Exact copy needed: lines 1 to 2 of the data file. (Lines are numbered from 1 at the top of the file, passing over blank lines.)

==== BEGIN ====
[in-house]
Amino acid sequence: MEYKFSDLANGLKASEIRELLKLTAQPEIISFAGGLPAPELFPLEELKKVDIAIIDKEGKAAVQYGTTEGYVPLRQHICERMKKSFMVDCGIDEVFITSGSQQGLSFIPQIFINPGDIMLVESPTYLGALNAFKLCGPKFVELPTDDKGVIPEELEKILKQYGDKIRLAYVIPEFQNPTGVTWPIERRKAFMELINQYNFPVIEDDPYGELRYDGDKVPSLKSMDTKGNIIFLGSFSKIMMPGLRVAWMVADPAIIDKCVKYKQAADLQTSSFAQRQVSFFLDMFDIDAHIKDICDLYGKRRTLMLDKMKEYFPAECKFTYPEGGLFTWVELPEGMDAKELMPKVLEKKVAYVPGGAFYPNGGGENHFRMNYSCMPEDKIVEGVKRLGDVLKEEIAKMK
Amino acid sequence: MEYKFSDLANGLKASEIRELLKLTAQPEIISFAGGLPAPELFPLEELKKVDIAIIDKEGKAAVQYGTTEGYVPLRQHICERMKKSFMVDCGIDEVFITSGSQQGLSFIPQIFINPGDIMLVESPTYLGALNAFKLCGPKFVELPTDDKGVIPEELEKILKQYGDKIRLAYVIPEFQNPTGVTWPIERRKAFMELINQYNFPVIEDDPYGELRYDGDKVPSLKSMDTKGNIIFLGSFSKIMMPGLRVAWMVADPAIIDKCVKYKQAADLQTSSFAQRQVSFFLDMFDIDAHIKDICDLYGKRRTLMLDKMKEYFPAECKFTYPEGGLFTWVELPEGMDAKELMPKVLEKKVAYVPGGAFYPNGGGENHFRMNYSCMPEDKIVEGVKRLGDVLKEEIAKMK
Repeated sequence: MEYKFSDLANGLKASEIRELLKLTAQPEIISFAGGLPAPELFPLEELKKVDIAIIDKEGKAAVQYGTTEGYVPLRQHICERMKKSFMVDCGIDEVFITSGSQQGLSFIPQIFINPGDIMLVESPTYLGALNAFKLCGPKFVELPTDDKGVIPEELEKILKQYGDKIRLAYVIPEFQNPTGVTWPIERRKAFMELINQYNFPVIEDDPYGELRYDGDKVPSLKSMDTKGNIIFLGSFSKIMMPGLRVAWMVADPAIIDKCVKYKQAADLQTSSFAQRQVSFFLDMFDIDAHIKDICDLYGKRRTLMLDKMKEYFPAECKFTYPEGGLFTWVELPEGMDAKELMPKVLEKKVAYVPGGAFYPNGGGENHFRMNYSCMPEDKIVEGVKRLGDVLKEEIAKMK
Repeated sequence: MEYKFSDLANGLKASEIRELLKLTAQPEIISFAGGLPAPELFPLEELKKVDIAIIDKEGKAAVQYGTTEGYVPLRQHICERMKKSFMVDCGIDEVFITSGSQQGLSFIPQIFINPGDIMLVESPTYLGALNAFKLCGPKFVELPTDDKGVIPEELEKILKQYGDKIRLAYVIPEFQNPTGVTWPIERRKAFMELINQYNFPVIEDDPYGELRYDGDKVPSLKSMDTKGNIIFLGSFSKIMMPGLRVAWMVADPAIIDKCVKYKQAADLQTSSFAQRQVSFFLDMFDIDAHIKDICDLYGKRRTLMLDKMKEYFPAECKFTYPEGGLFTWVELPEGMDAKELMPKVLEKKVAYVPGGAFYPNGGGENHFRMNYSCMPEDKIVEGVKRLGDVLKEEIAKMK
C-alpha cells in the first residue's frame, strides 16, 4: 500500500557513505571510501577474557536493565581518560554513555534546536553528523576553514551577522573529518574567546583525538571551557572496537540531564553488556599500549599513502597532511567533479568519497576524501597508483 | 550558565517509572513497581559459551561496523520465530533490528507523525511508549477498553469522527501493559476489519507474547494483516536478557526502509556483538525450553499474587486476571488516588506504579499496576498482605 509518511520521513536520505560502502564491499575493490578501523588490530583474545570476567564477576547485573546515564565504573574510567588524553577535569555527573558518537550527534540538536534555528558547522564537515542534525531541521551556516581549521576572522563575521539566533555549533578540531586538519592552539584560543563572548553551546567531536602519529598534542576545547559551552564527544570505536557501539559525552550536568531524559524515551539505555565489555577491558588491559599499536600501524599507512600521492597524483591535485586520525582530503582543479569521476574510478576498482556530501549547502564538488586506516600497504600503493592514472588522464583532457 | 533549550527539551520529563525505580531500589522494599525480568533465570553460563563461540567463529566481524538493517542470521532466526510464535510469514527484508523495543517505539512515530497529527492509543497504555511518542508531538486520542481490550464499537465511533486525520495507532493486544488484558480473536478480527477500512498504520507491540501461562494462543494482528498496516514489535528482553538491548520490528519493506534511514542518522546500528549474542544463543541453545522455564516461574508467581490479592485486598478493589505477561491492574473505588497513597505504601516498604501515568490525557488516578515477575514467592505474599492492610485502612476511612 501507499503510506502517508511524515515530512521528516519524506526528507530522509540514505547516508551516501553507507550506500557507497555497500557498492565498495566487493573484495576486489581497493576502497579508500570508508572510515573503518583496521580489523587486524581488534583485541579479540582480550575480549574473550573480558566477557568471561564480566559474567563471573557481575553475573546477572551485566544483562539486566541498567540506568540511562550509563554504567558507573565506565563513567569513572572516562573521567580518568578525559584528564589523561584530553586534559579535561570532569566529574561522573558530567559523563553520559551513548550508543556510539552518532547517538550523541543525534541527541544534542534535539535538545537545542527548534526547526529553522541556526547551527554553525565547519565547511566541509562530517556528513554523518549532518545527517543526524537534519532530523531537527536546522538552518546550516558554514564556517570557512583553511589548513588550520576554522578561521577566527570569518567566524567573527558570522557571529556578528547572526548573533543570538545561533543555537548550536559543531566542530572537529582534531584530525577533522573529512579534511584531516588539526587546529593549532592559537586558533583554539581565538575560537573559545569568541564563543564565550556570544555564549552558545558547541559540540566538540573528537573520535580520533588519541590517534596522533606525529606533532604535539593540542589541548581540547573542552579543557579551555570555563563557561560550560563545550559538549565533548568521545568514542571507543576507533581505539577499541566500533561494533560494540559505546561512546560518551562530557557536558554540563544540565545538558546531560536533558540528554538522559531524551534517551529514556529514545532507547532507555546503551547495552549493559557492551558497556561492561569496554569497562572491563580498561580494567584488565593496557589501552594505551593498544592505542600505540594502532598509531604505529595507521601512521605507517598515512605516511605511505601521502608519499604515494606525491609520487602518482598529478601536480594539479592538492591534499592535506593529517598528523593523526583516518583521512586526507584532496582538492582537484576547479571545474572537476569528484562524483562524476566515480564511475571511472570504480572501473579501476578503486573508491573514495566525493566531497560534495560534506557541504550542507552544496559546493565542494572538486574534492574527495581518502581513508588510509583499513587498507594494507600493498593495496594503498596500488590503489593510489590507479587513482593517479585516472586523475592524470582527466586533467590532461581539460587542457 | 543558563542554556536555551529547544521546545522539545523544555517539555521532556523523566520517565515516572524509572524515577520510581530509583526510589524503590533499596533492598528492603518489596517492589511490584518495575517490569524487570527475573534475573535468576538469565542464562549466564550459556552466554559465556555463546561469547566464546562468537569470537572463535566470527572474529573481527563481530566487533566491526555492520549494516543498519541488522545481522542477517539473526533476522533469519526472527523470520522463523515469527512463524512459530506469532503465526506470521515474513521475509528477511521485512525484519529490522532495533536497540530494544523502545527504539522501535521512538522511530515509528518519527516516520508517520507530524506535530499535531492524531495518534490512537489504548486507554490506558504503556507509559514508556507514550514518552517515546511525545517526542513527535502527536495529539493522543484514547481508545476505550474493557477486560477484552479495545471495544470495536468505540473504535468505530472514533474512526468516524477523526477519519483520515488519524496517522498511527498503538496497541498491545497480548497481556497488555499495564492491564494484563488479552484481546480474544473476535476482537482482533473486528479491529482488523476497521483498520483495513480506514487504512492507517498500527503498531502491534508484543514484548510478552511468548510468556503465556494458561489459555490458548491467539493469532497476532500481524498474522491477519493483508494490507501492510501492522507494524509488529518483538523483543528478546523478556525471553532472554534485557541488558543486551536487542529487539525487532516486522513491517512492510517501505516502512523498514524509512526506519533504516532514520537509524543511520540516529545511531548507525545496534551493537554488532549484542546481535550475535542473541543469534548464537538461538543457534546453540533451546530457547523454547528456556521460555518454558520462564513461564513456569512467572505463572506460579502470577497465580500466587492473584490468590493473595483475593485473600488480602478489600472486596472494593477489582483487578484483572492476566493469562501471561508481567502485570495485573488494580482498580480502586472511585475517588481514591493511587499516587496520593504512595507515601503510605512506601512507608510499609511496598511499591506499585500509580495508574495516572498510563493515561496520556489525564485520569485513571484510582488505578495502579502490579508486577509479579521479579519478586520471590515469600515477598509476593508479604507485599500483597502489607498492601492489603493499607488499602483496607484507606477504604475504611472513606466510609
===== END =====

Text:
[in-house]
Amino acid sequence: MEYKFSDLANGLKASEIRELLKLTAQPEIISFAGGLPAPELFPLEELKKVDIAIIDKEGKAAVQYGTTEGYVPLRQHICERMKKSFMVDCGIDEVFITSGSQQGLSFIPQIFINPGDIMLVESPTYLGALNAFKLCGPKFVELPTDDKGVIPEELEKILKQYGDKIRLAYVIPEFQNPTGVTWPIERRKAFMELINQYNFPVIEDDPYGELRYDGDKVPSLKSMDTKGNIIFLGSFSKIMMPGLRVAWMVADPAIIDKCVKYKQAADLQTSSFAQRQVSFFLDMFDIDAHIKDICDLYGKRRTLMLDKMKEYFPAECKFTYPEGGLFTWVELPEGMDAKELMPKVLEKKVAYVPGGAFYPNGGGENHFRMNYSCMPEDKIVEGVKRLGDVLKEEIAKMK